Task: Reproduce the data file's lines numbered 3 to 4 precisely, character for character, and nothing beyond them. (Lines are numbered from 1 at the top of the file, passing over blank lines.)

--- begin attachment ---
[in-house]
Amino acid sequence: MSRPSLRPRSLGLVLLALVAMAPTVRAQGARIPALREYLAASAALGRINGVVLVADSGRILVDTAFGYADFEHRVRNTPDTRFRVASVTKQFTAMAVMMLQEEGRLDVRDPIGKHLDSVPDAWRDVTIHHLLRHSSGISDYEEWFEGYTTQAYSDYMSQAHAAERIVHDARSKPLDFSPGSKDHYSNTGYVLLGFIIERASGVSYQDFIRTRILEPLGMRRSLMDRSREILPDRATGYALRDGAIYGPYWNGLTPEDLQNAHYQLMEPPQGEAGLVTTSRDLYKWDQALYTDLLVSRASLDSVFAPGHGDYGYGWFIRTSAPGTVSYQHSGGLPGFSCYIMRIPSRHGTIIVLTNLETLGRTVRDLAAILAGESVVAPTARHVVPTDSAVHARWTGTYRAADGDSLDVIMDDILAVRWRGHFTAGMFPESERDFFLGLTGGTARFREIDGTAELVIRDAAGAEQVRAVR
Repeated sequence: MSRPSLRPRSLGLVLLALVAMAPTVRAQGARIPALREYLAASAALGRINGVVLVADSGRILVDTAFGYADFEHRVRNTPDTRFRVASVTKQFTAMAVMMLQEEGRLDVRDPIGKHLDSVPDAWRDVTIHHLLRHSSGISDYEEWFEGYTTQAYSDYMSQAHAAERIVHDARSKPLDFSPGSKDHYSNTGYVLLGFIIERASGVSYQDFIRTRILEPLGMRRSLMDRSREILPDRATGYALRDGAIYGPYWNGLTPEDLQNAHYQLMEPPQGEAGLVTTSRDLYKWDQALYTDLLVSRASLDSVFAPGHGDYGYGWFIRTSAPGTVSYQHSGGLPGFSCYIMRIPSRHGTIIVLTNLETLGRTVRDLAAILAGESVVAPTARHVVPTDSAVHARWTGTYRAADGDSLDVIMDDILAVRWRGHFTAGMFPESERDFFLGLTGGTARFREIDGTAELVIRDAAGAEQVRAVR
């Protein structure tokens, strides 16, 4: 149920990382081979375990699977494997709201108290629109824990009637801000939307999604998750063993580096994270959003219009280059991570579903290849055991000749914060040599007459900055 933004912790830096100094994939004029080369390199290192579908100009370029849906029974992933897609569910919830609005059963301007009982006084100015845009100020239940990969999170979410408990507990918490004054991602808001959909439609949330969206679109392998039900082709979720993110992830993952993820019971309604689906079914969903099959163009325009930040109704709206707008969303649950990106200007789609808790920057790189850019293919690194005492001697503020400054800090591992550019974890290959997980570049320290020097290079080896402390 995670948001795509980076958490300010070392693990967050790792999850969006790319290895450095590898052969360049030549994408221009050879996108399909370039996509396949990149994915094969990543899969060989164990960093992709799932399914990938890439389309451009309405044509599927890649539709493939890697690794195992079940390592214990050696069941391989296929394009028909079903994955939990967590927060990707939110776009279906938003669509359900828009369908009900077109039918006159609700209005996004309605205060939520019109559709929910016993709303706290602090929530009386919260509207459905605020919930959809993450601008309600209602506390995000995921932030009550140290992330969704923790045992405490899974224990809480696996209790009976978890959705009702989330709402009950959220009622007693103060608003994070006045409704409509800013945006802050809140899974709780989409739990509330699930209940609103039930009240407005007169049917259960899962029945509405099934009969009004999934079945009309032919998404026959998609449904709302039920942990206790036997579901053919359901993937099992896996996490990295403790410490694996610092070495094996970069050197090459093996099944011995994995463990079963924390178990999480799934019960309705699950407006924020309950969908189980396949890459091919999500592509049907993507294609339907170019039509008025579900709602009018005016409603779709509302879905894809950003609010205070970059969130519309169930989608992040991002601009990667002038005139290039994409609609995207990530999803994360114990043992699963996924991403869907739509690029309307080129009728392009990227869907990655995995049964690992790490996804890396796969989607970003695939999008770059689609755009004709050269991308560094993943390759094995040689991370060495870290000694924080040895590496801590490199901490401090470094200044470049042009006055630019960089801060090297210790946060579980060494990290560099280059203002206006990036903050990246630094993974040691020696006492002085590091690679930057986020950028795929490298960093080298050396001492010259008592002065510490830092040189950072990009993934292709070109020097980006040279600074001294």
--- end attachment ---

Repeated sequence: MSRPSLRPRSLGLVLLALVAMAPTVRAQGARIPALREYLAASAALGRINGVVLVADSGRILVDTAFGYADFEHRVRNTPDTRFRVASVTKQFTAMAVMMLQEEGRLDVRDPIGKHLDSVPDAWRDVTIHHLLRHSSGISDYEEWFEGYTTQAYSDYMSQAHAAERIVHDARSKPLDFSPGSKDHYSNTGYVLLGFIIERASGVSYQDFIRTRILEPLGMRRSLMDRSREILPDRATGYALRDGAIYGPYWNGLTPEDLQNAHYQLMEPPQGEAGLVTTSRDLYKWDQALYTDLLVSRASLDSVFAPGHGDYGYGWFIRTSAPGTVSYQHSGGLPGFSCYIMRIPSRHGTIIVLTNLETLGRTVRDLAAILAGESVVAPTARHVVPTDSAVHARWTGTYRAADGDSLDVIMDDILAVRWRGHFTAGMFPESERDFFLGLTGGTARFREIDGTAELVIRDAAGAEQVRAVR
């Protein structure tokens, strides 16, 4: 149920990382081979375990699977494997709201108290629109824990009637801000939307999604998750063993580096994270959003219009280059991570579903290849055991000749914060040599007459900055 933004912790830096100094994939004029080369390199290192579908100009370029849906029974992933897609569910919830609005059963301007009982006084100015845009100020239940990969999170979410408990507990918490004054991602808001959909439609949330969206679109392998039900082709979720993110992830993952993820019971309604689906079914969903099959163009325009930040109704709206707008969303649950990106200007789609808790920057790189850019293919690194005492001697503020400054800090591992550019974890290959997980570049320290020097290079080896402390 995670948001795509980076958490300010070392693990967050790792999850969006790319290895450095590898052969360049030549994408221009050879996108399909370039996509396949990149994915094969990543899969060989164990960093992709799932399914990938890439389309451009309405044509599927890649539709493939890697690794195992079940390592214990050696069941391989296929394009028909079903994955939990967590927060990707939110776009279906938003669509359900828009369908009900077109039918006159609700209005996004309605205060939520019109559709929910016993709303706290602090929530009386919260509207459905605020919930959809993450601008309600209602506390995000995921932030009550140290992330969704923790045992405490899974224990809480696996209790009976978890959705009702989330709402009950959220009622007693103060608003994070006045409704409509800013945006802050809140899974709780989409739990509330699930209940609103039930009240407005007169049917259960899962029945509405099934009969009004999934079945009309032919998404026959998609449904709302039920942990206790036997579901053919359901993937099992896996996490990295403790410490694996610092070495094996970069050197090459093996099944011995994995463990079963924390178990999480799934019960309705699950407006924020309950969908189980396949890459091919999500592509049907993507294609339907170019039509008025579900709602009018005016409603779709509302879905894809950003609010205070970059969130519309169930989608992040991002601009990667002038005139290039994409609609995207990530999803994360114990043992699963996924991403869907739509690029309307080129009728392009990227869907990655995995049964690992790490996804890396796969989607970003695939999008770059689609755009004709050269991308560094993943390759094995040689991370060495870290000694924080040895590496801590490199901490401090470094200044470049042009006055630019960089801060090297210790946060579980060494990290560099280059203002206006990036903050990246630094993974040691020696006492002085590091690679930057986020950028795929490298960093080298050396001492010259008592002065510490830092040189950072990009993934292709070109020097980006040279600074001294």